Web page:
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The okapi, also known as the forest giraffe, Congolese giraffe, or zebra giraffe, is an
artiodactyl mammal that is endemic to the northeast Democratic Republic of the
Congo in central Africa. Although the okapi has striped markings reminiscent of
zebras, it is most closely related to the giraffe. The okapi and the giraffe are the only
living members of the family Giraffidae.
The okapi stands about 1.5 m tall at the shoulder and has a typical body length
around 2.5 m. Its weight ranges from 200 to 350 kg. It has a long neck, and large,
flexible ears. Its coat is a chocolate to reddish brown, much in contrast with the white
horizontal stripes and rings on the legs, and white ankles. Male okapis have short,
distinct horn-like protuberances on their heads called ossicones, less than 15 cm in
length. Females possess hair whorls, and ossicones are absent.
Okapis are primarily diurnal, but may be active for a few hours in darkness. They are
essentially solitary, coming together only to breed. Okapis are herbivores, feeding on
tree leaves and buds, grasses, ferns, fruits, and fungi. Rut in males and estrus in
females does not depend on the season. In captivity, estrus cycles recur every 15 days.
The gestational period is around 440 to 450 days long, following which usually a
single calf is born. The juveniles are kept in hiding, and nursing takes place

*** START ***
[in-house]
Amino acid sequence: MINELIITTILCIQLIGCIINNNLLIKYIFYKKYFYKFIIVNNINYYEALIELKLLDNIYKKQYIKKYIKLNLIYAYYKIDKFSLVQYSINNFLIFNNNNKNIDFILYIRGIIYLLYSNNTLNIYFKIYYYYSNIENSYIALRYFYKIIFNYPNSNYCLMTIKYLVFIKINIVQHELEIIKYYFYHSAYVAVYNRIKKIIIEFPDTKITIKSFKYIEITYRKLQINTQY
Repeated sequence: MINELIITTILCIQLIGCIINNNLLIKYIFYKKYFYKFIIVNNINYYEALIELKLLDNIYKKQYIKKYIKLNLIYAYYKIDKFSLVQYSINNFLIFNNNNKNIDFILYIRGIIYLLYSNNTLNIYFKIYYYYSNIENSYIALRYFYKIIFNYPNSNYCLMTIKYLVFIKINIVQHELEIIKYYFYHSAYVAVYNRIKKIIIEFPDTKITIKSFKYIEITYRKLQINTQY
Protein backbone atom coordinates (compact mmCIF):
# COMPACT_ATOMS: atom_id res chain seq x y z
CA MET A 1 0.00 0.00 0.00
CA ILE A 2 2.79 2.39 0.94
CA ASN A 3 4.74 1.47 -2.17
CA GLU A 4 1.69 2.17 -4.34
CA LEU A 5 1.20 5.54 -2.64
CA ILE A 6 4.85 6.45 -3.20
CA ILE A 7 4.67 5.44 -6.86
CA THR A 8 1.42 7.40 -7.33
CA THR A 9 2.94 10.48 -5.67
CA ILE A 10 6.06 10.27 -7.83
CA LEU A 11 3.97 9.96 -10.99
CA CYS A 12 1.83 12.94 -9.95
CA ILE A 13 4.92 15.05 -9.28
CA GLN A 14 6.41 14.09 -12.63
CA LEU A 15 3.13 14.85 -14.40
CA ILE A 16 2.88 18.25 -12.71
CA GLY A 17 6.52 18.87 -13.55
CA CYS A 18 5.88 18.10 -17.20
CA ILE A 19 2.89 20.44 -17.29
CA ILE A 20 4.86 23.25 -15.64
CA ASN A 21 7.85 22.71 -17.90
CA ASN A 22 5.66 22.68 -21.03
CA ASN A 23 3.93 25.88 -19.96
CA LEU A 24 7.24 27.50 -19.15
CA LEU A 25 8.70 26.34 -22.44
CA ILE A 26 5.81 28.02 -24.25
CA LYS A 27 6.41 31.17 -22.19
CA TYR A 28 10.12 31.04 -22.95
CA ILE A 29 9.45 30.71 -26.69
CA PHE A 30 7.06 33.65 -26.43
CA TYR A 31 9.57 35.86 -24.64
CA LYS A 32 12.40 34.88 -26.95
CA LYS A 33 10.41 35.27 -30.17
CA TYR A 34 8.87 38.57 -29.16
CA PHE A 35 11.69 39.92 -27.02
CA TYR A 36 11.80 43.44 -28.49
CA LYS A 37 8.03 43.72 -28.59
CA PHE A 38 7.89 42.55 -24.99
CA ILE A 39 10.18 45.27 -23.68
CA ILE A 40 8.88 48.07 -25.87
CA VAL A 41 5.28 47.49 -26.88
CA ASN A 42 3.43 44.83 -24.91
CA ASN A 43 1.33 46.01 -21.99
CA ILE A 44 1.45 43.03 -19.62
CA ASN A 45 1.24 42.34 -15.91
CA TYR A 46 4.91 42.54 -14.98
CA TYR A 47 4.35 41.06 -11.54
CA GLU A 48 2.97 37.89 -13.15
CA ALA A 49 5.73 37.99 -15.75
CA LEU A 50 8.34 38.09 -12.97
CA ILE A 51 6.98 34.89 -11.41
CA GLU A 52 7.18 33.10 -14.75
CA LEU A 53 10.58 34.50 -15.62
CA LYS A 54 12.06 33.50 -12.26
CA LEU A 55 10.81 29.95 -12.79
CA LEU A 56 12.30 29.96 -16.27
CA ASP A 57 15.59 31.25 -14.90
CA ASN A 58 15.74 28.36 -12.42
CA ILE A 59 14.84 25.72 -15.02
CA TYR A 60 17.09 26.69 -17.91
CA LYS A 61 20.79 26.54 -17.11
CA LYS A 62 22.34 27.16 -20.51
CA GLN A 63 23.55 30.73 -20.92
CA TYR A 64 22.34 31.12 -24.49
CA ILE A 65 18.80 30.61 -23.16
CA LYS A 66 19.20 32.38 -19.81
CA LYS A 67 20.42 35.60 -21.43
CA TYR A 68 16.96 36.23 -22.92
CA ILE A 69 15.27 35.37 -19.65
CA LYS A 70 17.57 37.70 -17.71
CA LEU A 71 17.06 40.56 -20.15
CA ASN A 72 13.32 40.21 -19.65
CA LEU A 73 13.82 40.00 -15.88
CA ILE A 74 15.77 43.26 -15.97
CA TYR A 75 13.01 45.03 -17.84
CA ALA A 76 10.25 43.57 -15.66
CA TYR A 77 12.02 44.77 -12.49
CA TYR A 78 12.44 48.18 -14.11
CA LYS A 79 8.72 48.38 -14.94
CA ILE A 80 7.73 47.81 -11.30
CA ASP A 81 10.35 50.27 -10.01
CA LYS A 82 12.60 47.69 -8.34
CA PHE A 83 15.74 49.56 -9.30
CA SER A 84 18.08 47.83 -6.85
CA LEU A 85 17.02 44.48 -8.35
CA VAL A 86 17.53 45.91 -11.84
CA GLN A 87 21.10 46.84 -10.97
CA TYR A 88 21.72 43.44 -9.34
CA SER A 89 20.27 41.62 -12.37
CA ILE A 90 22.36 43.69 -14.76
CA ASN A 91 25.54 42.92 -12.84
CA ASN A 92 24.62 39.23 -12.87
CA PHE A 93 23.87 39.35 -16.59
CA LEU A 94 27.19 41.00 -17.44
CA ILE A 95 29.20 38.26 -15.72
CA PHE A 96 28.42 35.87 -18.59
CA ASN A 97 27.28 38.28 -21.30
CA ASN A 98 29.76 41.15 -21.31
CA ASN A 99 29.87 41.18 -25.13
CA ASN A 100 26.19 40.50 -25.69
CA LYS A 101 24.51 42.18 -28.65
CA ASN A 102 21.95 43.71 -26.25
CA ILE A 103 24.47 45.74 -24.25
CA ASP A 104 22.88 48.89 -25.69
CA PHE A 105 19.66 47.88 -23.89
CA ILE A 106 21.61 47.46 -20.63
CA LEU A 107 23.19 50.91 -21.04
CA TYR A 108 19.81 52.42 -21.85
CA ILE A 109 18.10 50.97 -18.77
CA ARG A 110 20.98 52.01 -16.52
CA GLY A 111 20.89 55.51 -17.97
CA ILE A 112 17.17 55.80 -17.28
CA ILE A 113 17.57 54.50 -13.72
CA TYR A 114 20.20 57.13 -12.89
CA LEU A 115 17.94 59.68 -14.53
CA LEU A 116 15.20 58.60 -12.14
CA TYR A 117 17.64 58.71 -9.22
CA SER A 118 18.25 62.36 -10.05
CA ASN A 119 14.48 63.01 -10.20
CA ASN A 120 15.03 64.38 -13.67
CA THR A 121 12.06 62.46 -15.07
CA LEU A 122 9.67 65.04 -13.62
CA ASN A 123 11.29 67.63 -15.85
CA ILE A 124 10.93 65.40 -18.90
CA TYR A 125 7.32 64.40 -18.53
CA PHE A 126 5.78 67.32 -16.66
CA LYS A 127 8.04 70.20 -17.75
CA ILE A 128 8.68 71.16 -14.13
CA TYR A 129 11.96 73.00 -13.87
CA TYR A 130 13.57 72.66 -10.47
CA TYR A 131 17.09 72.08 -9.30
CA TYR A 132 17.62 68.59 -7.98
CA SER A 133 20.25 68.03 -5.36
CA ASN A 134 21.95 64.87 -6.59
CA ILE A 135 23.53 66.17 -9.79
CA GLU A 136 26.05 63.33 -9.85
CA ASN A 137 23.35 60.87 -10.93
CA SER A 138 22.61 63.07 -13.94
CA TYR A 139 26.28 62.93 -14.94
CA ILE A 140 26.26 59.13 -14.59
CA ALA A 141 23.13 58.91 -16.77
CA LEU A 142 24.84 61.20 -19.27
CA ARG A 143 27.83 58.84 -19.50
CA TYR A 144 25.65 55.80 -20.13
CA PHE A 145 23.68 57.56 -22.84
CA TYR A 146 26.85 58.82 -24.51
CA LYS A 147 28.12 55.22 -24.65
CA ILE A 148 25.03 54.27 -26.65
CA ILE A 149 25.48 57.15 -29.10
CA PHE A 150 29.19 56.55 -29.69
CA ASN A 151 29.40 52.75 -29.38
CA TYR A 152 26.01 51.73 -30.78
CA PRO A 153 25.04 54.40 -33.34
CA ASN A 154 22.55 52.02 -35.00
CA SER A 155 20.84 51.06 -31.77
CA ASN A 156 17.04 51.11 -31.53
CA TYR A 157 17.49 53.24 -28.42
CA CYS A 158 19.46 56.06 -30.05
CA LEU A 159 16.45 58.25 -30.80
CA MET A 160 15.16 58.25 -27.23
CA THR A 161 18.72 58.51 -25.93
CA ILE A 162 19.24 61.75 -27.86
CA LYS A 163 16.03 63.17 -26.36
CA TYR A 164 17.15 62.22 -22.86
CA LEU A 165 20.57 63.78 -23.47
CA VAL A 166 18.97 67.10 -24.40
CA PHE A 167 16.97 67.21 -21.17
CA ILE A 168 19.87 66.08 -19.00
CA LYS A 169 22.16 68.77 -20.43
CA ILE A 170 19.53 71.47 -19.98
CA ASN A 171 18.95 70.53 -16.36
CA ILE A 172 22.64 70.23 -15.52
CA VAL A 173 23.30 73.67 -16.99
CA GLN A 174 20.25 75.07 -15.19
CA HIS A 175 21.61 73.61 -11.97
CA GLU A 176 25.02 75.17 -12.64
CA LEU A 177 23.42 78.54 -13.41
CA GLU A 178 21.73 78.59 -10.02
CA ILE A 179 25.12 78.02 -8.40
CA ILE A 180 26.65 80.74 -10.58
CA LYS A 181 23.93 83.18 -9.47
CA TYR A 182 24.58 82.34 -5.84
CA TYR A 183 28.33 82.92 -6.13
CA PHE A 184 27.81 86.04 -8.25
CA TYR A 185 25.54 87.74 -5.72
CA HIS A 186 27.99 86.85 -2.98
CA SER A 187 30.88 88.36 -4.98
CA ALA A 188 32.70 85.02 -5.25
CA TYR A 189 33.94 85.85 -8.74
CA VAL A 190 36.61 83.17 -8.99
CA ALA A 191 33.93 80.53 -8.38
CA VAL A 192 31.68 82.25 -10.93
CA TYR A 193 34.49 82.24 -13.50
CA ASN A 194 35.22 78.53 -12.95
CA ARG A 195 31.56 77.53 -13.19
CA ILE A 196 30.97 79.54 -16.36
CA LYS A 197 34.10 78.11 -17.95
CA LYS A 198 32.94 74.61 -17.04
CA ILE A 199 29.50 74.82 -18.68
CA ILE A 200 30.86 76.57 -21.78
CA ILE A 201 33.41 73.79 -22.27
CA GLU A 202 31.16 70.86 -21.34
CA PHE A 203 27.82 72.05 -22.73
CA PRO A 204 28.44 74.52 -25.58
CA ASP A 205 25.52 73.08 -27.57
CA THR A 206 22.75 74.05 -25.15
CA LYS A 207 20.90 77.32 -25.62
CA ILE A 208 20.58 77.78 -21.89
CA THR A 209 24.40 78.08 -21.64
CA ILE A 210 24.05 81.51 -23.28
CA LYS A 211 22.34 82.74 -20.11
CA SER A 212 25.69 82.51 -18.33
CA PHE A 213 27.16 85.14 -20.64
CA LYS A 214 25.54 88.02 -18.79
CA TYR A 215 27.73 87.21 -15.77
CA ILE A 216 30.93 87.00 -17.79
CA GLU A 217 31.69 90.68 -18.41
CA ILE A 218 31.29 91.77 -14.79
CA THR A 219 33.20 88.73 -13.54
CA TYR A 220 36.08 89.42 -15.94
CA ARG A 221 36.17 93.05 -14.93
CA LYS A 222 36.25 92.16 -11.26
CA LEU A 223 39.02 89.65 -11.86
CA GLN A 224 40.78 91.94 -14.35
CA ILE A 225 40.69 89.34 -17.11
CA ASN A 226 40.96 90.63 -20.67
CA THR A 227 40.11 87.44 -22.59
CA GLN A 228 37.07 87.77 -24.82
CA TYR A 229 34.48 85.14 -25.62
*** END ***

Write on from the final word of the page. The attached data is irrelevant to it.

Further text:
infrequently. Juveniles start taking solid food from three months, and weaning takes
place at six months.


Okapis inhabit canopy forests at altitudes of 500–1,500 m. The International Union for
the Conservation of Nature and Natural Resources classifies the okapi as endangered.
Major threats include habitat loss due to logging and human settlement. Extensive
hunting for bushmeat, skin, and illegal mining have also led to a decline in
populations. The Okapi Conservation Project was established in 1987 to protect okapi
The okapi is a medium-sized giraffid, standing 1.5 m tall at the shoulder. Its average
body length is about 2.5 m and its weight ranges from 200 to 350 kg. It has a long
neck, and large and flexible ears. The coat is a chocolate to reddish brown, in sharp
contrast to the white horizontal stripes and rings on the legs, and the white ankles.
The distinctive stripes resemble those of a zebra. These features serve as an effective
camouflage amidst dense vegetation. The face, throat, and chest are greyish white.